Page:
With no court finding evidence of fraud, DeGraffenreid texted Meehan on Dec. 28.
“The entire situation sucks. We see very clearly what [is] being done, yet at every turn we are blockaded from putting the facts out in public,” he said.
The Nevada GOP repeatedly denied requests from 8 News Now to review the evidence throughout the fall of 2020. At a news conference on Nov. 5, 2020, where surrogates from the Trump campaign announced a federal lawsuit, which was later dropped, speakers told reporters to find the evidence for themselves. That lawsuit was later dismissed voluntarily. During the sole hearing in that case, a lawyer provided no evidence of fraud and did not verbally bring up any evidence to the federal judge.
On Jan. 7, one day after protesters stormed the U.S. Capitol and Congress certified the election for Biden, DeGraffenreid texted: “I don’t think we yet know all of the ramifications for what Trump and a small number of [expletive] supporters of his did to us yesterday.”
The committee questioned both DeGraffenreid and McDonald as part of its investigation. Both men invoked their Fifth Amendment rights repeatedly — McDonald more than 200 times.
Through numerous interviews, the committee reiterated claims that Republican and Trump campaign officers knew the former president’s claims of widespread fraud in the 2020 election were false. No allegation of widespread voter fraud was ever substantiated with then-Attorney General Bill Barr, a Republican, saying the claims were lies.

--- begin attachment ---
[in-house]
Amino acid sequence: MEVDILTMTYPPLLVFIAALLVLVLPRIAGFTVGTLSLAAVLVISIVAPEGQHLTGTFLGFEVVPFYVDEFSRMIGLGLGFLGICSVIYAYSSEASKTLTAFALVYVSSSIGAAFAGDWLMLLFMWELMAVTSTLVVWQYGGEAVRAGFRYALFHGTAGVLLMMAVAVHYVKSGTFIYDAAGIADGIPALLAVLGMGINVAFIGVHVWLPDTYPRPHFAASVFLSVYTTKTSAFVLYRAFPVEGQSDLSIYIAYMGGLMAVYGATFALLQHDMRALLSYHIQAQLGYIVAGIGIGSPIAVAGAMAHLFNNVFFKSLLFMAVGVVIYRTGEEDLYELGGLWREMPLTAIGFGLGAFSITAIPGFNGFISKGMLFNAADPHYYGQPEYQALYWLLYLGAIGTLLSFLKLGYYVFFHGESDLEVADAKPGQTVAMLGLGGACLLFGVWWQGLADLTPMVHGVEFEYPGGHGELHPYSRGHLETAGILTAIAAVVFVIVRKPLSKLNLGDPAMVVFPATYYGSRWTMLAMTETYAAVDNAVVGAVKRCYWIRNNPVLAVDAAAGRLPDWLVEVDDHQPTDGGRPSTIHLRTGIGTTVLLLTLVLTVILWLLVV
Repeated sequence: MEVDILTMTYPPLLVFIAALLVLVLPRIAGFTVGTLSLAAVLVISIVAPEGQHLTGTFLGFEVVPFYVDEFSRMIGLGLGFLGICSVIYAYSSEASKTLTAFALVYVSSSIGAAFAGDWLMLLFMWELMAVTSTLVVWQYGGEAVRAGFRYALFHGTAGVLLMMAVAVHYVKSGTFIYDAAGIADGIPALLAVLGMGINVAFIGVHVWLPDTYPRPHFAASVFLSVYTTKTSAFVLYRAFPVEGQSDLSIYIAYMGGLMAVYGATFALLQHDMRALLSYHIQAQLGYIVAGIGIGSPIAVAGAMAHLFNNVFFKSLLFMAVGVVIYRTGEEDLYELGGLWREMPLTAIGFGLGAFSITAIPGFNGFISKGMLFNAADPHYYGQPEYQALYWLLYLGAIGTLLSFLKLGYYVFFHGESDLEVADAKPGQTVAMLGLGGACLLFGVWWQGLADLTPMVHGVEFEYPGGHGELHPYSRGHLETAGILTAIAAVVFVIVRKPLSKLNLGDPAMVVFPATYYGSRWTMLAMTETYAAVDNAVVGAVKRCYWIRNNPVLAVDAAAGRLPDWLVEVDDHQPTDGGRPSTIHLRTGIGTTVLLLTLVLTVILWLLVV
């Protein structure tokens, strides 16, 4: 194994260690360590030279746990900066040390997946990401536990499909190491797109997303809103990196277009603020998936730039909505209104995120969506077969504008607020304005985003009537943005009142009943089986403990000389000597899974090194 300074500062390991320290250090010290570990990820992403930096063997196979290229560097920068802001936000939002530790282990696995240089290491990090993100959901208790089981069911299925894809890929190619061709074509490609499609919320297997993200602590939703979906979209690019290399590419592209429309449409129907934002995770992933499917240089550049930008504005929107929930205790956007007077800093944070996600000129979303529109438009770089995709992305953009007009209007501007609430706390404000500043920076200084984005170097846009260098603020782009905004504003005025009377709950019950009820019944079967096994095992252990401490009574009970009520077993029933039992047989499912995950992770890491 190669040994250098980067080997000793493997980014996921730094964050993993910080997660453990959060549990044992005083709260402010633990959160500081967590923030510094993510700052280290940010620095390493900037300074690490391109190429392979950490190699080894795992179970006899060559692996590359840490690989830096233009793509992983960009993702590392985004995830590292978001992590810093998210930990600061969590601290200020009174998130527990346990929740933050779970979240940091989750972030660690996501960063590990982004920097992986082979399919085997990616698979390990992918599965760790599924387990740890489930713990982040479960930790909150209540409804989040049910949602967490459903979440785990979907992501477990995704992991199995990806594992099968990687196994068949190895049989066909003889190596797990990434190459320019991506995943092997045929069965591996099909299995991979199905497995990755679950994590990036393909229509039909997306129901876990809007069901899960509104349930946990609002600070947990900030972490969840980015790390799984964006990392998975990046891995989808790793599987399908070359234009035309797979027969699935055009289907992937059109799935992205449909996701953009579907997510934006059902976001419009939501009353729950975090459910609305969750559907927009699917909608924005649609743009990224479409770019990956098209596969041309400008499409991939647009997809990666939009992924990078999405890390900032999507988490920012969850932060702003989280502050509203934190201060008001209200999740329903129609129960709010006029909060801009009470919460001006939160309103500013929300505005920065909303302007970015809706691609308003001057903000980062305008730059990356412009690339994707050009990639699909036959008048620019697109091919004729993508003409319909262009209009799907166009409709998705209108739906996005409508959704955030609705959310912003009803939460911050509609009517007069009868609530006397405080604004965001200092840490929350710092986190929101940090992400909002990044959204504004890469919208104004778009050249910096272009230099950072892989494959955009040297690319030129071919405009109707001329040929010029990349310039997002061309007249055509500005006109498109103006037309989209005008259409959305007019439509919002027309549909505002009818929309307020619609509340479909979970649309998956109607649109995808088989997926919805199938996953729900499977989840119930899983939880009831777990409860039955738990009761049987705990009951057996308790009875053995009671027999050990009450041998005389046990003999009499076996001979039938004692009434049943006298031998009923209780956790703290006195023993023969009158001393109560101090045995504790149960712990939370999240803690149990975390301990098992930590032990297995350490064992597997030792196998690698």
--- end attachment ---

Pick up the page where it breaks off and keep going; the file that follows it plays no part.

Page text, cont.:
“Sir, we’ve done dozens of investigations, hundreds of interviews,” Richard Donoghue, the former acting deputy attorney general, told the committee, according to its final report. “The major allegations are not supported by the evidence developed. We’ve looked in Georgia, Pennsylvania, Michigan, Nevada. We’re doing our job.”
Three days before the Jan. 6 U.S. Capitol insurrection, Donoghue told the former president, “We checked that out, and there’s nothing to it,” the report said.
Upon receiving the fake electoral votes from the Nevada GOP, the U.S. Senate Parliamentarian noted the document contained “no seal of the state” and “no evidence votes were delivered by the executive of the state for signature by electors,” the report said.
In a statement after the event, McDonald said the party’s electors convened in Carson City due to ongoing legal battles seeking to overturn the election results, however, all legal remedies were lost in court before Dec. 14, 2020.
The Supreme Court of Nevada denied the Trump’s campaign’s request to overturn the state’s election results and proclaim the president the winner on Dec. 8. Biden won Nevada by more than 33,000 votes, a result the court had certified in November.
This summer, FBI agents seized McDonald’s phone, reportedly as part of the investigation into the fake elector scheme.
Nevada’s voting machines do not have a modem and print out a paper record.
Attorney General Merrick Garland appointed special counsel Jack Smith last fall to oversee the department’s investigations into the former president and the lead-up to the Jan. 6 U.S. Capitol insurrection.
The Nevada GOP, McDonald nor the other fake electors have responded to repeated requests for comment over the past year. DeGraffenreid nor Meehan responded to requests for comment Tuesday.
The Department of Justice has not filed any charges connected to the false electors.